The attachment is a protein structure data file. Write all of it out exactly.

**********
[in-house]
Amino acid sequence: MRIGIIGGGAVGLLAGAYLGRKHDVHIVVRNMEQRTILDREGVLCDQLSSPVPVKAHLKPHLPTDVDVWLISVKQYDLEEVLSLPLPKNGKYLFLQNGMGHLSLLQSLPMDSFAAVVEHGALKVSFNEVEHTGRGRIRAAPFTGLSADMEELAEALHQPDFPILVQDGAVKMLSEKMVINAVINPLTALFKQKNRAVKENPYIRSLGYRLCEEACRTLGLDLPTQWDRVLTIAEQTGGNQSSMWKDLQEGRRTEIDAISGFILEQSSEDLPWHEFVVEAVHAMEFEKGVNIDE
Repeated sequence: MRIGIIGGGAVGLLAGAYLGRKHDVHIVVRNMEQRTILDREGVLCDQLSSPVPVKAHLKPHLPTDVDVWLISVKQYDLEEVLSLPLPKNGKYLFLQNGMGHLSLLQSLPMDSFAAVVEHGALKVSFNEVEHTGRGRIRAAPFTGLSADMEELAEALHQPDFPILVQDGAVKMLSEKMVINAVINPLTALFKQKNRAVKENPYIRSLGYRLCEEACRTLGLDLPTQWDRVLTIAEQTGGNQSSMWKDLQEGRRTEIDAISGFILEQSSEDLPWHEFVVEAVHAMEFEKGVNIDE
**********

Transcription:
[in-house]
Amino acid sequence: MRIGIIGGGAVGLLAGAYLGRKHDVHIVVRNMEQRTILDREGVLCDQLSSPVPVKAHLKPHLPTDVDVWLISVKQYDLEEVLSLPLPKNGKYLFLQNGMGHLSLLQSLPMDSFAAVVEHGALKVSFNEVEHTGRGRIRAAPFTGLSADMEELAEALHQPDFPILVQDGAVKMLSEKMVINAVINPLTALFKQKNRAVKENPYIRSLGYRLCEEACRTLGLDLPTQWDRVLTIAEQTGGNQSSMWKDLQEGRRTEIDAISGFILEQSSEDLPWHEFVVEAVHAMEFEKGVNIDE
Repeated sequence: MRIGIIGGGAVGLLAGAYLGRKHDVHIVVRNMEQRTILDREGVLCDQLSSPVPVKAHLKPHLPTDVDVWLISVKQYDLEEVLSLPLPKNGKYLFLQNGMGHLSLLQSLPMDSFAAVVEHGALKVSFNEVEHTGRGRIRAAPFTGLSADMEELAEALHQPDFPILVQDGAVKMLSEKMVINAVINPLTALFKQKNRAVKENPYIRSLGYRLCEEACRTLGLDLPTQWDRVLTIAEQTGGNQSSMWKDLQEGRRTEIDAISGFILEQSSEDLPWHEFVVEAVHAMEFEKGVNIDE